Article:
County refuses to reconsider liquor license request

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By Fred Woods
Editor

The principle of equal justice under law might have influenced the American legal system but not necessarily the Lee County Commission.
About six weeks ago the commission unanimously turned down Darryl Cannon’s application for an on-premise liquor license for the Iron Horse combination bar and restaurant with a dance area at the intersection of Highway 51 and Lee Road 44. The application was rejected after two area residents stated their opposition to the proposal, citing proximity to schools and to residential neighborhoods and opening on a heavily-traveled road.
In the commission’s meeting Monday night, Cannon, through his attorney, Walter Northcutt, petitioned for a rehearing of his application. Northcutt presented maps and other information showing that there were no residential neighborhoods in the immediate area, the nearest school and church were at least three miles away and that the Iron Horse would open on Lee Road 44, not the heavier travelled Highway 51.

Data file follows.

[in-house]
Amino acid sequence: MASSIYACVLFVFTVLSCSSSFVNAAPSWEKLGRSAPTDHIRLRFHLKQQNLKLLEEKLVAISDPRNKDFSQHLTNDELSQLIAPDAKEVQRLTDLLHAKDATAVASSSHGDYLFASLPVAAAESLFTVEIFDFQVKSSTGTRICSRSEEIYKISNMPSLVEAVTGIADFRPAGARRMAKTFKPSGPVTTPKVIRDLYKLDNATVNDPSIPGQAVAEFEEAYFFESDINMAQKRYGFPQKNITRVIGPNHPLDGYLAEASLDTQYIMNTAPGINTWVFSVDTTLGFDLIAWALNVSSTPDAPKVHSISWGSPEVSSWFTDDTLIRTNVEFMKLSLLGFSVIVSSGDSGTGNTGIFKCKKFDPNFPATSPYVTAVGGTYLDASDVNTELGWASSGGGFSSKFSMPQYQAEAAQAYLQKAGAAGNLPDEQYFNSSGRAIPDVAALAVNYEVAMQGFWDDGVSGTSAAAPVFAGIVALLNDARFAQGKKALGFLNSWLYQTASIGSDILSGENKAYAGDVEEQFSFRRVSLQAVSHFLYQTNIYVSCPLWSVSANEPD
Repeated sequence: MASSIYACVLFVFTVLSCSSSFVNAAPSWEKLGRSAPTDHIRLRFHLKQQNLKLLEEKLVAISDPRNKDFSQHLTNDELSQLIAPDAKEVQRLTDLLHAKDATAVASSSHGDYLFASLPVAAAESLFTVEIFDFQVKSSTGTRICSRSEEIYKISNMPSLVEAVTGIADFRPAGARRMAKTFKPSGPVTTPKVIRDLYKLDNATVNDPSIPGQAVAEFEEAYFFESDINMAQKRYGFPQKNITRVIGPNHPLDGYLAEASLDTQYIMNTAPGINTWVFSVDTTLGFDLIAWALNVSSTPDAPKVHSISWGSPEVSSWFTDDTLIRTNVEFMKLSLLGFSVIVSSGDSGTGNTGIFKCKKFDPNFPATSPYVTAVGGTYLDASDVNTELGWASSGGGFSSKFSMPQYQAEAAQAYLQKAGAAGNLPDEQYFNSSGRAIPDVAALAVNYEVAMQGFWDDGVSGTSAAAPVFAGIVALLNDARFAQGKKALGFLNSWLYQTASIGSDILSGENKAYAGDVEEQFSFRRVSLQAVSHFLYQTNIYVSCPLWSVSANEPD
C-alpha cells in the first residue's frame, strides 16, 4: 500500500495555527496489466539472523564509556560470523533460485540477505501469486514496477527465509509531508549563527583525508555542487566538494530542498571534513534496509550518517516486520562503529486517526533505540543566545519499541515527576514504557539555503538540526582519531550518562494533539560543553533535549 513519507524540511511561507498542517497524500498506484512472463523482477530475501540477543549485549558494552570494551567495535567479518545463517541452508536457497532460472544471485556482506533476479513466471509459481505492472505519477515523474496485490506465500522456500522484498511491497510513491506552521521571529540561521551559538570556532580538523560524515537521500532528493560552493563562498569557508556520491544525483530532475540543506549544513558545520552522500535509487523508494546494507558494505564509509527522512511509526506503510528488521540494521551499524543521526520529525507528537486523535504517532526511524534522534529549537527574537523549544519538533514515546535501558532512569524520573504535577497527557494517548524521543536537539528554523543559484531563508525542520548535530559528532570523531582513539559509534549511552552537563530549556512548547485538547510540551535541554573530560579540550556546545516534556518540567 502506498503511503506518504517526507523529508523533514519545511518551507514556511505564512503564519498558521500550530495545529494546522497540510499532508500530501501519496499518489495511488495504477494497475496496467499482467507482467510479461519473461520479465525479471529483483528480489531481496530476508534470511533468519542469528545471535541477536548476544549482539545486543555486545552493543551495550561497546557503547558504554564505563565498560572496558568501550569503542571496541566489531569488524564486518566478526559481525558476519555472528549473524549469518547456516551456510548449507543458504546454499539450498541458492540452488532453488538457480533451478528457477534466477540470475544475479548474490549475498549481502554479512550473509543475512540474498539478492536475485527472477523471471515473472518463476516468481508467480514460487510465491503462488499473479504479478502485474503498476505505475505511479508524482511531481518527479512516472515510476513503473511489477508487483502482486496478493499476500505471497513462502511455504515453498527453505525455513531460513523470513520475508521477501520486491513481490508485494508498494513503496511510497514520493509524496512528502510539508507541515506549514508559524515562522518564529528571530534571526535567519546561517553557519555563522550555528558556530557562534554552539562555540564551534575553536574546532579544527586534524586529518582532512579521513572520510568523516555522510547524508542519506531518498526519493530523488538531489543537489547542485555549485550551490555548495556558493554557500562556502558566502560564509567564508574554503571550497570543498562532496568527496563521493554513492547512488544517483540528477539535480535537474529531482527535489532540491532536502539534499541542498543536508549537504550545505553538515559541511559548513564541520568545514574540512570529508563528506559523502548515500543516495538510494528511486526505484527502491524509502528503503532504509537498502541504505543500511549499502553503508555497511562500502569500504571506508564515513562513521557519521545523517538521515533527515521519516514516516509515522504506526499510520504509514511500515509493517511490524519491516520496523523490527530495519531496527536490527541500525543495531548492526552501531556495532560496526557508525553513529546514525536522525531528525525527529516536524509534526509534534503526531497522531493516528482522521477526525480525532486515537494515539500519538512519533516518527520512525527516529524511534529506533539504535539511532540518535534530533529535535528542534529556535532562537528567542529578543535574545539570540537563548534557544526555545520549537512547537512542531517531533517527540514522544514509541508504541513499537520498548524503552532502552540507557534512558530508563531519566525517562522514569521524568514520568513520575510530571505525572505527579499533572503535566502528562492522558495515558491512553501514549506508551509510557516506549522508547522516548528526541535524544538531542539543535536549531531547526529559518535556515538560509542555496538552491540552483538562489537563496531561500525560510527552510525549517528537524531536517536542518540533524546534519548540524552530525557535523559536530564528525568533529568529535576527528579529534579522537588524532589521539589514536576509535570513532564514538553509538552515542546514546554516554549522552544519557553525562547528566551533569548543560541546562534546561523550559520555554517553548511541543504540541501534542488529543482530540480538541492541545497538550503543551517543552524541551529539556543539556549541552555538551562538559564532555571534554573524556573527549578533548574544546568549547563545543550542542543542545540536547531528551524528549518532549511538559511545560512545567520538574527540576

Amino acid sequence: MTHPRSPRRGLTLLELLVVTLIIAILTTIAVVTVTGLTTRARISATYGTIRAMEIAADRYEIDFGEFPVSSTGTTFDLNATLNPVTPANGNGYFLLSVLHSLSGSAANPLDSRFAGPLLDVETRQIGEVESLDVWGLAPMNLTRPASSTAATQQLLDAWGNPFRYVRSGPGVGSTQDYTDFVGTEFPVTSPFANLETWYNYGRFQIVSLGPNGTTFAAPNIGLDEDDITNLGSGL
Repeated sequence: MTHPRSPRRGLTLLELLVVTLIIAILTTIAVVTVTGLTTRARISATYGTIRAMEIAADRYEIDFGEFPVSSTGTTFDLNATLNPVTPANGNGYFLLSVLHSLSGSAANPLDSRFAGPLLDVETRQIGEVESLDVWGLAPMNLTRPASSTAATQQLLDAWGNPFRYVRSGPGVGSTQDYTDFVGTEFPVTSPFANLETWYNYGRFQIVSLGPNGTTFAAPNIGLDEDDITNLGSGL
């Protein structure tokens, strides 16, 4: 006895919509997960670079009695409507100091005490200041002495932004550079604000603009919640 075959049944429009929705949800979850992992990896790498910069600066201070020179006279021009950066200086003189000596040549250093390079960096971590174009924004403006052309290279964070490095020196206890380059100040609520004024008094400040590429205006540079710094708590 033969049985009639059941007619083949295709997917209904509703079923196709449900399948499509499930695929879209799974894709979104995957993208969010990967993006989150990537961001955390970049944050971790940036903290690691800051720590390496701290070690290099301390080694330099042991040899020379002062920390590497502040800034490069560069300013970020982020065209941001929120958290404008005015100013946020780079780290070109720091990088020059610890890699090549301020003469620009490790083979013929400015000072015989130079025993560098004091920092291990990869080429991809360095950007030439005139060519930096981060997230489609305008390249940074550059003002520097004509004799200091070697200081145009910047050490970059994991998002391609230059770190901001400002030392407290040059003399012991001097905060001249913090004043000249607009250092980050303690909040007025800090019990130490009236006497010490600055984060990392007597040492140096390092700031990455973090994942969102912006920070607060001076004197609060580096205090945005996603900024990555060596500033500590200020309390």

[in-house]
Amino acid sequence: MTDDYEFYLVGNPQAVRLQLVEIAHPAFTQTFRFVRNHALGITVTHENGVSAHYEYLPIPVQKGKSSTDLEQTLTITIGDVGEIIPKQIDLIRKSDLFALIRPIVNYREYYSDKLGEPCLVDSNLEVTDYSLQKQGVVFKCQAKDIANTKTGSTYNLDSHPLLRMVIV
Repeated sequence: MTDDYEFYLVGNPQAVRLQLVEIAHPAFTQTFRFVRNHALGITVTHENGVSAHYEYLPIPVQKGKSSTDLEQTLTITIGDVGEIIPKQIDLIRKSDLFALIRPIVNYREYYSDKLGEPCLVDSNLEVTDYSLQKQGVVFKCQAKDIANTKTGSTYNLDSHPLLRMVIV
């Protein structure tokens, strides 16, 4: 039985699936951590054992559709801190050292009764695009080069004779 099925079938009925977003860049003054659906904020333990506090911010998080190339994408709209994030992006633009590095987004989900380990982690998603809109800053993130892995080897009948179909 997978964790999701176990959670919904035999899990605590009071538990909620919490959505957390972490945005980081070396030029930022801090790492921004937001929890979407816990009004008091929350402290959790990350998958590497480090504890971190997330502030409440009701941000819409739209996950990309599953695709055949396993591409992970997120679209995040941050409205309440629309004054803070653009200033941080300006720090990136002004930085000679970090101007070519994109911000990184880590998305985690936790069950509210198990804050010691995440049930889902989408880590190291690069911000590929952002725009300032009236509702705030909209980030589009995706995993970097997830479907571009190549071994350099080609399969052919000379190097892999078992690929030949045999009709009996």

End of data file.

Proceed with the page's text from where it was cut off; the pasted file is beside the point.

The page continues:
Citing a list of establishments that had been awarded beer or liquor licenses and were closer to schools, churches and neighborhoods than his client,  Northcutt asked that his client be considered under the same standards. He also presented a petition signed by 105 Lee County citizens, 51 of whom live near the Iron Horse property, in favor of granting the license.
In spite of the presentation, the commission took no action; thus, the original decision to deny the request remains.
County engineer Justin Hardee reported that the new bridge across Bird Creek on Lee Road 70 in northwest Lee County had been opened to traffic Nov. 24. The new structure, a two-lane bridge with a 40-ton load capacity, replaces the original one-lane, five-ton load limit 1930s-era bridge that fell into the creek in April 2013. The Lee County Highway Department, using its own personnel and equipment, completed the job in five months and at a considerable financial savings over contracting with an outside company.
The commission also:
– approved a four percent merit pay increase for Hardee and County Administrator Roger Rendleman based on the commissioners’ performance evaluations.
– heard from Smiths Station-area resident Tim Frost over concerns with road maintenance and drainage problems in the Lakes Subdivision off Lee Road 500. Problematically, the road has not been accepted for county maintenance as the developer did not build to county specifications; Phenix City has annexed a portion of the subdivision but doesn’t want to accept responsibility for the road; and it is not clear who owns the lake that is the source of the drainage problem. Hardee will meet with his Phenix City counterpart and report back.

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